Focus on these 4 steps:

  • Understand why you’re delegating so you can better communicate needs and expectations.
  • Match your assignments with the appropriate people.
  • Communicate the task’s meaning.
  • Share the process.

For more, read Delegate Your Workload: Go Beyond “Getting It off Your Desk.”

5. Support your employees in their development efforts.

Professional development is important for everyone on your team. Our research has found that the primary predictor of the success of leadership development programs is the degree to which participants’ bosses support them. So, how can you support your people?

  • Set the stage for an effective program by discussing with your direct reports their goals — areas they should focus on and how they can get the most out of each opportunity.
  • Give them permission to focus fully on the training by allowing them to fully disengage from normal responsibilities.
  • Find out what support they’ll need when their program is done.
  • Follow up after the training by meeting with your team members to discuss what they learned, how they’ll apply it, and what you can do to continue supporting them.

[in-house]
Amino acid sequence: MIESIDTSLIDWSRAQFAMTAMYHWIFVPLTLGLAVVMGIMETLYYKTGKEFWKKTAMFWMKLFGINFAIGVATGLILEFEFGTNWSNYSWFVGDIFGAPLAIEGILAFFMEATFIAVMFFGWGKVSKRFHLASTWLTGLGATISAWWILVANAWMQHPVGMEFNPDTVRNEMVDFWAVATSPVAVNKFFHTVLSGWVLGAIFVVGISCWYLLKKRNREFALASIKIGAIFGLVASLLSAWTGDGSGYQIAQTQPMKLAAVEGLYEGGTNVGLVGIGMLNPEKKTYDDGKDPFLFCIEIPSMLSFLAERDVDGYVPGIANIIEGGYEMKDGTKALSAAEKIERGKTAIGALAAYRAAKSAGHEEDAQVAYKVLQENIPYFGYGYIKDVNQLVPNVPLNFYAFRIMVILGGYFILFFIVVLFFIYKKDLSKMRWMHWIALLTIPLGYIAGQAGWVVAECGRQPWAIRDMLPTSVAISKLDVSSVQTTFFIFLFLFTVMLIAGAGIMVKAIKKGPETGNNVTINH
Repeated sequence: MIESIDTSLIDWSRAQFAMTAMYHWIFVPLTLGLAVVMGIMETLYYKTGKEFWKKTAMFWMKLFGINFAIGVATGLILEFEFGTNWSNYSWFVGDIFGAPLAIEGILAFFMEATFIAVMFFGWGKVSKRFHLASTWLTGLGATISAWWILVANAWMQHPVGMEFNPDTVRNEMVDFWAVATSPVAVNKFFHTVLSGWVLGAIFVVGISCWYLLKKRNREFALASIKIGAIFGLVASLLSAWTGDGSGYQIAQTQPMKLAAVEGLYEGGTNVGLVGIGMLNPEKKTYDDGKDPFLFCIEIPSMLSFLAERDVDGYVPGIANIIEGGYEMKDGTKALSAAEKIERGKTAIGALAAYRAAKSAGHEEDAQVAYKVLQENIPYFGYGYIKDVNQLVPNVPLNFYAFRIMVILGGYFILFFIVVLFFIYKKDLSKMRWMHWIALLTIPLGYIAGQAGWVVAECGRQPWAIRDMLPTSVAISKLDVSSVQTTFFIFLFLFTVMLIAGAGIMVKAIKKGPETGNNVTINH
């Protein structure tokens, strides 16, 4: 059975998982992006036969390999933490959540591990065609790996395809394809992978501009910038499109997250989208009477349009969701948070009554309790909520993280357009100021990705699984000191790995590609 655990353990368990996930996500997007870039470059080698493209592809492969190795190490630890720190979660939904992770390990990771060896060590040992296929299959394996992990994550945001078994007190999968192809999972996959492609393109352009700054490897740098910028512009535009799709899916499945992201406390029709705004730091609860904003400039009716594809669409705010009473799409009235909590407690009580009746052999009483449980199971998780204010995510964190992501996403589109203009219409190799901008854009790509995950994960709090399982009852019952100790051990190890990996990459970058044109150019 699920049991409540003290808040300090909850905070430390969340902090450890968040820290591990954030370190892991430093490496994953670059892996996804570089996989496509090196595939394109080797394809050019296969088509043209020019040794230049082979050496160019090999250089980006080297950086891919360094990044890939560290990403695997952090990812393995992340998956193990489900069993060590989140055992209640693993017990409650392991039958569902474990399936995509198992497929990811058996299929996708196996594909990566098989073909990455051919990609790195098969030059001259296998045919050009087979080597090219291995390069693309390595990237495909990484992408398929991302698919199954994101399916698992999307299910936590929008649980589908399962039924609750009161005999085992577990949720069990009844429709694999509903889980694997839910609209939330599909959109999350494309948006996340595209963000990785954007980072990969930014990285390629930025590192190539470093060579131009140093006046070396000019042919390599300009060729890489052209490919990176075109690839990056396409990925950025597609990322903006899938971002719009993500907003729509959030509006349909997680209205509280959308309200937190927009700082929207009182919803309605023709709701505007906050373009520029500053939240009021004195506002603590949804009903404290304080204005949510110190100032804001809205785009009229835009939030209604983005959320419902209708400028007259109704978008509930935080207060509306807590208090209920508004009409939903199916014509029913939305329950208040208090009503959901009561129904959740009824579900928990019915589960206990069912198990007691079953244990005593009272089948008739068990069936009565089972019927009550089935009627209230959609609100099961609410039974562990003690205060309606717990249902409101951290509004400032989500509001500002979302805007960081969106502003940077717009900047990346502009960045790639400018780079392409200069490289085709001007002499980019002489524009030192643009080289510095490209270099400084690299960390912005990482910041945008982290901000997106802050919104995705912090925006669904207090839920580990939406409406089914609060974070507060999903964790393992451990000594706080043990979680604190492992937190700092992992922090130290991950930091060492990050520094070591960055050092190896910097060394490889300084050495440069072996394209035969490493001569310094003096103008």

For more, read How Bosses Can Support Their Employees’ Development.

6. Lead your team through change.

Change is the one thing we can be certain of. Not only do leaders have to navigate change for themselves, but they also have to lead their teams through change.

Even when leaders and organizations know what the change is, they may still hesitate, fail to act, or act slowly. Here’s how to overcome the inertia:

  • Know what you want to achieve.
  • Observe the current state of your team or organization.
  • Accept that this is where things are and that change won’t happen unless you take action.